Stop, Challenge, Choose
Eight Steps for Breaking Habits
Any time you become aware of an unhealthy thought, feeling, or action, use the Stop—Challenge—Choose Method. Let’s say you’re about to eat a whole tray of appetizers at a party because you’re nervous. First, stop and take a deep, slow breath to help bring your emotions under control. Next, challenge yourself by thinking about why you’re feeling or acting the way you are. Finally, choose the behavior that supports what you really want.
2. Make time your ally.
Time can be a powerful ally as you build optimal health. As you’ll see, your daily choices can, over time, lead you from non-sickness to disease. But conversely, time can serve as your ally as you make choices that lead to optimal health.
3. Avoid peer pressure and toxic environments.
Do your friends and family follow the same Habits of Disease that you do? Are you hanging out in an unhealthy environment? You’ll learn more about modeling later in this program, but for now, it’s a good idea to avoid, as much as possible, any activities, friends, and environments that are not conducive to healthy behaviors.
4. Keep a journal.
Every time you engage in an activity or make a choice that doesn’t support health, write it down. Make a note of what triggered the behavior and kept you from controlling the unhealthy choice.
5. Exchange a negative for a positive choice.
Once you’ve mastered Stop—Challenge—Choose, this technique can help lead you to healthy alternatives. For example, say you’re tired at work in the afternoon. You probably habitually grab a cup of coffee, but as you’ll learn about sleep, this choice can actually exacerbate your lack of energy by robbing you of sleep that night. Instead, recharge naturally by taking a brisk 10-minute walk or by resting for five minutes with your eyes closed while listening to relaxing music.
6. Avoid giving the bad habit your energy or focus.
The best way to avoid acting in a certain way is to direct your focus elsewhere. If you keep telling yourself you’re not going to overeat or watch a second movie instead of heading to bed, your mind will stay focused on what you don’t want to do. The key is to avoid thinking of the behavior in the first place—which will become much easier as we load your daily choices with healthy habits that support what you really want.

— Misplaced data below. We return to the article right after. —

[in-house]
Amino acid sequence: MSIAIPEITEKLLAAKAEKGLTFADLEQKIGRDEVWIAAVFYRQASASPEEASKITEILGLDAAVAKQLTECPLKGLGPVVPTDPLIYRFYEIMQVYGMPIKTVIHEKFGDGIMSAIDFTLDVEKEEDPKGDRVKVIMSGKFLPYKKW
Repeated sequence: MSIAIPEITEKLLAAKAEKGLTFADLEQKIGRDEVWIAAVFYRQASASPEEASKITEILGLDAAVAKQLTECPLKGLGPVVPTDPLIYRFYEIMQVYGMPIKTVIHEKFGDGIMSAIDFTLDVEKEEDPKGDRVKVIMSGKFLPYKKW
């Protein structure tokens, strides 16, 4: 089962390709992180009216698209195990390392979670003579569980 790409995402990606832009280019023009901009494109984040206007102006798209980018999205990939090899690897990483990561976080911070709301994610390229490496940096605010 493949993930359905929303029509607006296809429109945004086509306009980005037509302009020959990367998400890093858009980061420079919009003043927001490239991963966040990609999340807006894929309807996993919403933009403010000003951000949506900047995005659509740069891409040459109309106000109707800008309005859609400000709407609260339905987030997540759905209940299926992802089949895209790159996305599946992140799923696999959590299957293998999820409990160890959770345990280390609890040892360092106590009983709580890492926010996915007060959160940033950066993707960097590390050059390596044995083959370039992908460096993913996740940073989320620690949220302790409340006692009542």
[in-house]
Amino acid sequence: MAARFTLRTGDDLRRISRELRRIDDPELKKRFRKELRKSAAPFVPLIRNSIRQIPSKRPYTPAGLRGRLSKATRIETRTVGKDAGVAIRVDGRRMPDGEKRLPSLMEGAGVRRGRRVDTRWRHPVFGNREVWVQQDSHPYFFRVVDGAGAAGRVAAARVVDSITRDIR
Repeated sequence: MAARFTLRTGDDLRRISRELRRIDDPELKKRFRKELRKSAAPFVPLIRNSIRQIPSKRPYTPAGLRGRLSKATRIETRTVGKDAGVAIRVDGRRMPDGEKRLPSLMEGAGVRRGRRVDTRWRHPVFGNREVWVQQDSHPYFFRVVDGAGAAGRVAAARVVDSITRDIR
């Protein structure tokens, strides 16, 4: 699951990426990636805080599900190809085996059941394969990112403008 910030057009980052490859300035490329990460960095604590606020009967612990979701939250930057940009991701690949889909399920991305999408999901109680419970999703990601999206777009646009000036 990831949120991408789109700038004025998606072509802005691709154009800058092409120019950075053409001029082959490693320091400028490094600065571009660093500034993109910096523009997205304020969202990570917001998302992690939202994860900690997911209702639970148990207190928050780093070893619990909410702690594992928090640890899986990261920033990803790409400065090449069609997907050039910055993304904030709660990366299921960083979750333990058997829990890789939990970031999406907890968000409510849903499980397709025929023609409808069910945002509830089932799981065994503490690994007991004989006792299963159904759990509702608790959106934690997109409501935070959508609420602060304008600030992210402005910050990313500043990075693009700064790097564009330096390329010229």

7. Create barriers to the Habits of Disease.
I am absolutely powerless over the aroma of warm chocolate chip cookies. I go into a feeding frenzy, and 1,000 calories later I’m wondering what hit me. So there are standing orders in my house that my children and my wife, Lori, never make cookies when I’m home. Later in this program, we will delve into improving your environment, like your kitchen, in greater depth.
8. Get support.
If you aren’t sure how to conquer a certain temptation, ask someone who has experienced the same challenge, like your Health Coach. If you don’t personally know someone who has made the journey to optimal health, visit my Facebook, and ask our wonderful community members for help.
For yesterday’s list, develop a strategy for overcoming your unhealthy triggers so that you can begin to conquer your habits. For example, if your habit of eating ice cream every night is triggered by watching your favorite nightly TV show, your strategy might be to not buy ice cream. Instead, cut up some celery and sprinkle a little sea salt on it.
Or if your habit is to eat candy at your desk when your boss yells at you, stop. Take a deep centering breath. Challenge: why are you feeling like this? Choose: if you made a mistake, try to do better. Eat an apple instead. If you have a mean boss, perhaps consider a different job.
With these strategies in hand, start implementing them, and come back to the eight steps that we covered today to help give you strength. You’re building Habits of a Healthy Mind and taking the stairs! You’re off to a great start.
Dr. Wayne Scott Andersen, Co-Founder, Take Shape For Life